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Surprised by Christianity

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Traveling Mercies
By Anne Lamott
Pantheon Books; 275 pages; $23 cloth



Anne Lamott isn't afraid to believe

By Kelly Luker

AS BABY BOOMERS mine through drugs, booze, casual sex, bioenergetics, encounter groups and Prozac to find some kind of there, there inside, it was inevitable that they would finally turn to religion. Not Buddhism or Tao, but Christianity. Boomers and Jesus are still an odd-looking couple and fairly suspect among the literati, cogniscenti and your basic artsy-fartsies, but with writers like Anne Lamott sharing their religious rebirth, that's bound to change.

A collection of essays, many of which first appeared in the online magazine Salon, Lamott's new book, Traveling Mercies, offers up one woman's walk--halting, stumbling, yet full of wisdom--along life's potholed little highway.

A leftwing activist and hardcore feminist, Lamott shares her horror upon discovering she was called to a relationship with the Holy Son: "I was appalled. I thought about my life and my brilliant hilarious progressive friends, I thought about what everyone would think of me if I became a Christian. ... I turned to the wall and said out loud, 'I would rather die.' "

To be sure, Lamott plows familiar sentiments in this passage. Famed Christian author C.S. Lewis wrote in his autobiography Surprised by Joy of similar trepidation following his tap on the shoulder: "I gave in and admitted that God was God, and knelt and prayed: perhaps that night, the most dejected and reluctant convert in all of England." But where it once took great courage to doubt the tenets of Christianity, Lamott reflects the postmodern dilemma of admitting to faith.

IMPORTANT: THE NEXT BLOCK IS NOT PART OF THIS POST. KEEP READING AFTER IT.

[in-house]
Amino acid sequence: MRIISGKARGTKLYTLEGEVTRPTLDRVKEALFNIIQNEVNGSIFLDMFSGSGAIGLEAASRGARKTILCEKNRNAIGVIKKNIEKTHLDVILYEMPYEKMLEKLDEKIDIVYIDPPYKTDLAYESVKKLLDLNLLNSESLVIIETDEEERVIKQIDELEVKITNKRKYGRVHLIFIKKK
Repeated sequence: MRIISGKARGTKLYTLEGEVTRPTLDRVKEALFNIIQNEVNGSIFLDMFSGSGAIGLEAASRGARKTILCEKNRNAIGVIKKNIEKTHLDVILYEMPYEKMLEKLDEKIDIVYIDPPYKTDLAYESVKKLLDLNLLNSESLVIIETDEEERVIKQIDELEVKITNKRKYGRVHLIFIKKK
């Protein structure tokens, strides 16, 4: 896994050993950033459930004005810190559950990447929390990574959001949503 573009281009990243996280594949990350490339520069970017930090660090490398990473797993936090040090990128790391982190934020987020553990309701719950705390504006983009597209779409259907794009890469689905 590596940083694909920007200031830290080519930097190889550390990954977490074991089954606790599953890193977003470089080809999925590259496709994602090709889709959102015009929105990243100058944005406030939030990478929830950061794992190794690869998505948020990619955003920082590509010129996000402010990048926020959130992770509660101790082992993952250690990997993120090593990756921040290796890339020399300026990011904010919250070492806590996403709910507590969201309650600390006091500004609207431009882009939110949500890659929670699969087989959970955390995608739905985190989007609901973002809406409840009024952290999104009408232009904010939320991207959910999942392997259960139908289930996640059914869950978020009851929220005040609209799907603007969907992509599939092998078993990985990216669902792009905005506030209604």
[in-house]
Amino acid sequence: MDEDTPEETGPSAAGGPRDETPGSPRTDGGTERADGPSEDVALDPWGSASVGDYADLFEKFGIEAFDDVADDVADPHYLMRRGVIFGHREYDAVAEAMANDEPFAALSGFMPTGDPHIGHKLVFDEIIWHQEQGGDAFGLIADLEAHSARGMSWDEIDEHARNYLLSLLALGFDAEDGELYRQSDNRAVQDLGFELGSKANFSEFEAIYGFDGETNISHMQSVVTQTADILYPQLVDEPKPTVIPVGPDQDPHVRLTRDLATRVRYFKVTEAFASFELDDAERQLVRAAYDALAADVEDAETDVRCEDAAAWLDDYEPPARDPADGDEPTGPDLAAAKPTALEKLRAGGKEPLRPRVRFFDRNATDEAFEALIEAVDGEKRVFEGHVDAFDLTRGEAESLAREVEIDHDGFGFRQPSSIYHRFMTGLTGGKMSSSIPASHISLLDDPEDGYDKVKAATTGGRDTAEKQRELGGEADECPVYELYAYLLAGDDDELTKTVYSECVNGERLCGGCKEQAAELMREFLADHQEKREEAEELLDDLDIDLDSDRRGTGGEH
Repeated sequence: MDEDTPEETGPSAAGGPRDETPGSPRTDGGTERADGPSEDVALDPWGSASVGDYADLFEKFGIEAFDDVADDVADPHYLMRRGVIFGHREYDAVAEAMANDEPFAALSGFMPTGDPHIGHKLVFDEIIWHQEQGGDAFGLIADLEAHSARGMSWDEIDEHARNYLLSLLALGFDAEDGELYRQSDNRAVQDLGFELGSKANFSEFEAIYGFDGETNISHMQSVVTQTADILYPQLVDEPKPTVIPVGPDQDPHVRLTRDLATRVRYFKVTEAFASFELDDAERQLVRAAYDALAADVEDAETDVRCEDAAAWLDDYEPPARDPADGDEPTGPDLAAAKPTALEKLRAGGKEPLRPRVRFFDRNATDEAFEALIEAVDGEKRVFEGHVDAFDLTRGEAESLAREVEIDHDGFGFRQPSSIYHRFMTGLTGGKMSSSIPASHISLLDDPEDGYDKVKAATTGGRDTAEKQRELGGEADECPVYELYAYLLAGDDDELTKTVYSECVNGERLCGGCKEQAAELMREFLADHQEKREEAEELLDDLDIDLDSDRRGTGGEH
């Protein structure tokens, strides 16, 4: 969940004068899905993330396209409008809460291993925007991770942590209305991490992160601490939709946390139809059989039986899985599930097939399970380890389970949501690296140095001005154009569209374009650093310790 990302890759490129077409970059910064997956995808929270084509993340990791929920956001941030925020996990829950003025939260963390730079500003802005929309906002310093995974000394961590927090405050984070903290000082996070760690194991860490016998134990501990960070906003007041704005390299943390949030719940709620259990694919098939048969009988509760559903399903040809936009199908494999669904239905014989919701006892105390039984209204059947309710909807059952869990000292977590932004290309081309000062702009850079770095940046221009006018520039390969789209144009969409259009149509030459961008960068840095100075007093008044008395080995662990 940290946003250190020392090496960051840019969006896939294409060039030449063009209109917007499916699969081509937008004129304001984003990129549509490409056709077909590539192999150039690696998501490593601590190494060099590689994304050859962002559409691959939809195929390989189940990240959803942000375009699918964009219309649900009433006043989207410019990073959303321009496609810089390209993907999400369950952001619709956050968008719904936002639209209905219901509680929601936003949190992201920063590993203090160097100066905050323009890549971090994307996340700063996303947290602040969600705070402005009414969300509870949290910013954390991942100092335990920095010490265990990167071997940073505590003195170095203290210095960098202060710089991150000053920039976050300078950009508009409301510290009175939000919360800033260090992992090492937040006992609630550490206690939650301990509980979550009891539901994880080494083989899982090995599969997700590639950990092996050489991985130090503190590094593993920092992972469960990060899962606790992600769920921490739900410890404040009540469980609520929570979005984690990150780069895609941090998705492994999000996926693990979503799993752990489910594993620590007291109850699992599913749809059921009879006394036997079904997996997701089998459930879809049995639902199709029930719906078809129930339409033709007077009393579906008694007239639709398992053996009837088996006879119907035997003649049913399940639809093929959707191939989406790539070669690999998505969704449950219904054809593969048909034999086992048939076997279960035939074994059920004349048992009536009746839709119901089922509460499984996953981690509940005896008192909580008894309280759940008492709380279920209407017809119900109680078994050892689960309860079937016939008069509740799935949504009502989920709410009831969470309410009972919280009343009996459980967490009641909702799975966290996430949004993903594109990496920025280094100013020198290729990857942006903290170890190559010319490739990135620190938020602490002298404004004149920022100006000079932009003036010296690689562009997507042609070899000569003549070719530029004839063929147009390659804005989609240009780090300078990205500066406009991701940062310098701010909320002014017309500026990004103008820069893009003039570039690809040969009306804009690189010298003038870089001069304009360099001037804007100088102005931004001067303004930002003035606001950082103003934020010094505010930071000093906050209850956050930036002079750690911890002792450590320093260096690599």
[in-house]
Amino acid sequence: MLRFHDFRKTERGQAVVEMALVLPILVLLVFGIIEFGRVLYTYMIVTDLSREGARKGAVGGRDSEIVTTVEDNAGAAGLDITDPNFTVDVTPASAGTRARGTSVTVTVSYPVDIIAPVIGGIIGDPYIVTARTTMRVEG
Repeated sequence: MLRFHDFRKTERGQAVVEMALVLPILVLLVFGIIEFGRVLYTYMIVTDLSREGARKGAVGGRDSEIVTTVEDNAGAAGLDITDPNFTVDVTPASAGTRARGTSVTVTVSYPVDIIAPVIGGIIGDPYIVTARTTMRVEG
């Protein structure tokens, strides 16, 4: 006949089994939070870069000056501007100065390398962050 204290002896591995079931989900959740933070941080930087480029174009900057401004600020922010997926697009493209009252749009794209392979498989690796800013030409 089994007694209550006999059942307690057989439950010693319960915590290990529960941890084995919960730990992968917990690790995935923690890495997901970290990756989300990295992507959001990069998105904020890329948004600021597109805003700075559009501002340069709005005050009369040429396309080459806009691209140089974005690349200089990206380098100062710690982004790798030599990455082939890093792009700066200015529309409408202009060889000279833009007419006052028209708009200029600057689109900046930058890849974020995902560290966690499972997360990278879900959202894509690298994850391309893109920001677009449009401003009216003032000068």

Whether Lamott is writing about a friend's slow death from cancer or learning to be buddies with her cottage-cheese thighs, the message is the same: It really doesn't matter how messy life is--or we are, for that matter--it's about finding grace in the mess.

Although she published a couple of critically acclaimed novels, Lamott found wider recognition with Operating Instructions, a 1994 book that journaled her son's first year of life. That book hit a nerve with mommies (and nonmommies alike) who had threatened to "fwow up" if they were forced to read one more syrupy, sentimental, dewey-eyed memoir of motherhood. Babies are indeed the cutest things in the whole wide, wonderful world, but it took a writer like Lamott to admit there were days she wanted to bounce her kid off the wall--and had you laughing about it.

Lamott brings that same razor-sharp honesty and ribald humor to yet another institution that has suffered dearly from what I like to think of as the "Kathy Lee Gifford Syndrome." Lamott dives right into the wrestling match and lets us watch the bodyslams and half-Nelsons between conviction and cowardice. After admitting that she is a Christian, though a "bad Christian," Lamott adds, "I am capable of denying it, of presenting myself as a sort of leftist liberation-theology enthusiast and maybe sort of a vaguely Jesusy bon vivant. But it's not true. ... I am a believer, a convert."

You gotta love a gal who believes her nasty thoughts can drive Jesus into calling out for an escort service or drinking gin out of a dog dish. But Lamott is more than smart and funny; she weaves incredible beauty and aching tenderness throughout her experiences with alcoholism, addiction and, yes, motherhood.

Lamott, along with Nora Gallagher (Things Seen and Unseen) and Kathleen Norris (Amazing Grace: A Vocabulary of Faith), is part of the new wave of "church-lit" memoirists and essayists who reflect on rediscovered faith in the age of secularism. Although each has something to bring to the table, it is Lamott who dishes up heaping platters of soul food.

With grace.

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From the February 24-March 3, 1999 issue of Metro Santa Cruz.

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